Chronic beryllium disease (CBD) is a granulomatous lung disorder caused by beryllium exposure in the workplace and is characterized by the accumulation of large numbers of beryllium-specific CD4* T cells in the lung. Due to unique chemical and physical properties, beryllium continues to be utilized in hightechnology industries. Thus, CBD remains an important public health concern with more than 1,000,000 workers having been exposed to beryllium and at risk for disease development. Beryllium sensitization is detected by the ability of blood CD4* T cells to proliferate in the presence of beryllium salts in culture. A subset of beryllium-sensitized (BeS) individuals progress to CBD at a rate of 6-8% per year, and the natural history of CBD is characterized by the development of lung fibrosis. What factors are involved in the progression from beryllium sensitization to disease and how various T cell subsets play a role in this progression remain important unanswered questions and form the basis of this application. We have recently shown that the frequency of beryllium-responsive CD4^ T cells in blood of CBD patients is significantly greater than that found in BeS subjects and directly correlates with markers of lung inflammation, suggesting that the number of beryllium-specific T cells in the circulating pool reflects the severity of the CD4* T cell alveolitis. In addition, our preliminary data suggest that the quantity of naturally-occurring, Foxp3-expressing T regulatory (Treg) cells in the lung of CBD patients is diminished compared to the lung of BeS subjects. We hypothesize that progression from beryllium sensitization to CBD is due to the presence of deficient and/or dysfunctional naturally-occurring Treg cells in lung. As a direct consequence, an increased number of pathogenic beryllium-responsive CD4^ T cells accumulate in blood and lung, associated with an exaggerated T cell dependent immune response. The first specific aim will analyze the role of naturally-occurring, Foxp3-expressing Treg cells in disease progression.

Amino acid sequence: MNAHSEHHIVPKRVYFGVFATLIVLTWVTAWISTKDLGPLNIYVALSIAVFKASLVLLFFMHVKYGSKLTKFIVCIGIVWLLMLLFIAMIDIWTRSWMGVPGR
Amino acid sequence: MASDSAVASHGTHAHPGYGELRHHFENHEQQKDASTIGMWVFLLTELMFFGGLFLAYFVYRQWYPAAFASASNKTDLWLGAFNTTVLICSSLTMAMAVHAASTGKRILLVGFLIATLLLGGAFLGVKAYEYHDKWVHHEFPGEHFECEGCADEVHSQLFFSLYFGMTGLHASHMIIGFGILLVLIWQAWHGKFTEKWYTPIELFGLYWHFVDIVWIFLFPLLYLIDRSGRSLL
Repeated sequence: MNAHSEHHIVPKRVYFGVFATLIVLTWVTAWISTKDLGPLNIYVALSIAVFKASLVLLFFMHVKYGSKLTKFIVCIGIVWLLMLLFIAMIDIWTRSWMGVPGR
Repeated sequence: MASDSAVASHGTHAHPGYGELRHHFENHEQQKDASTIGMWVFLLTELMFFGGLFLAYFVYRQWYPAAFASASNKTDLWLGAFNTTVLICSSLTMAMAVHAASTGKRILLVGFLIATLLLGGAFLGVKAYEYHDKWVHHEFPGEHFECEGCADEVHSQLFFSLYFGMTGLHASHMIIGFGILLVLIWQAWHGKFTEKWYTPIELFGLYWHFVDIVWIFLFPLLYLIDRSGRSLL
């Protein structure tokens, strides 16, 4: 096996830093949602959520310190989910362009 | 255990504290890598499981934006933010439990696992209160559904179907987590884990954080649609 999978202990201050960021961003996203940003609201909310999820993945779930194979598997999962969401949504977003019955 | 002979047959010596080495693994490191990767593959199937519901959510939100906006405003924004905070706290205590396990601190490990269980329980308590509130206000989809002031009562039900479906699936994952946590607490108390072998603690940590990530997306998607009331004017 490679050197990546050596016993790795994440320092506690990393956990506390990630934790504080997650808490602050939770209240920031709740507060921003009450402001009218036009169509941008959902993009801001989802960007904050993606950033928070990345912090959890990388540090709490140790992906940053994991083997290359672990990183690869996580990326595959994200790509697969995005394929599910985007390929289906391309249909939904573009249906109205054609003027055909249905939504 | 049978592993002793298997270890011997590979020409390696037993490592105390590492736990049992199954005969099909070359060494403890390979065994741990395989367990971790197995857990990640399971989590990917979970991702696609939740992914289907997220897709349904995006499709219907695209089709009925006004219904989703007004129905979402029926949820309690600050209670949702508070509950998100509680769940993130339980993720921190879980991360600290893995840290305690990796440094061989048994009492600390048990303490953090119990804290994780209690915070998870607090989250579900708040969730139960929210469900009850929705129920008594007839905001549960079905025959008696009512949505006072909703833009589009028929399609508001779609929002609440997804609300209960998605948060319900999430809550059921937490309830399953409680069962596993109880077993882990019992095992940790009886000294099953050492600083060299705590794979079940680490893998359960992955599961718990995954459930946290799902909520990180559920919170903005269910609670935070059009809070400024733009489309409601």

Specific aim 2 will determine whether the frequency of circulating beryllium-responsive CD4''T cells serves as a biomarker of disease progression and severity while the final aim will evaluate the effects of the anti-TNF-a mAb, infliximab, on the frequency and function of beryllium-responsive CD4* T cells and naturally-occurring regulatory CD4* T cells in blood and BAL of CBD patients. Thus, the development of intermediate biomarkers capable of detecting disease progression in high-risk individuals and the ability of monitor these biomarkers after treatment initiation would represent a tremendous advance in the field of granulomatous lung disease.
This translational study will utilize blood and lung specimens from human subjects with an occupational lung disorder for the development of potential biomarkers that predict disease progression and severity in highrisk subjects. This study will further our understanding of the beryllium-induced immune mechanisms that lead to disabling lung dysfunction, potentially leading to an improved welfare of this patient population.
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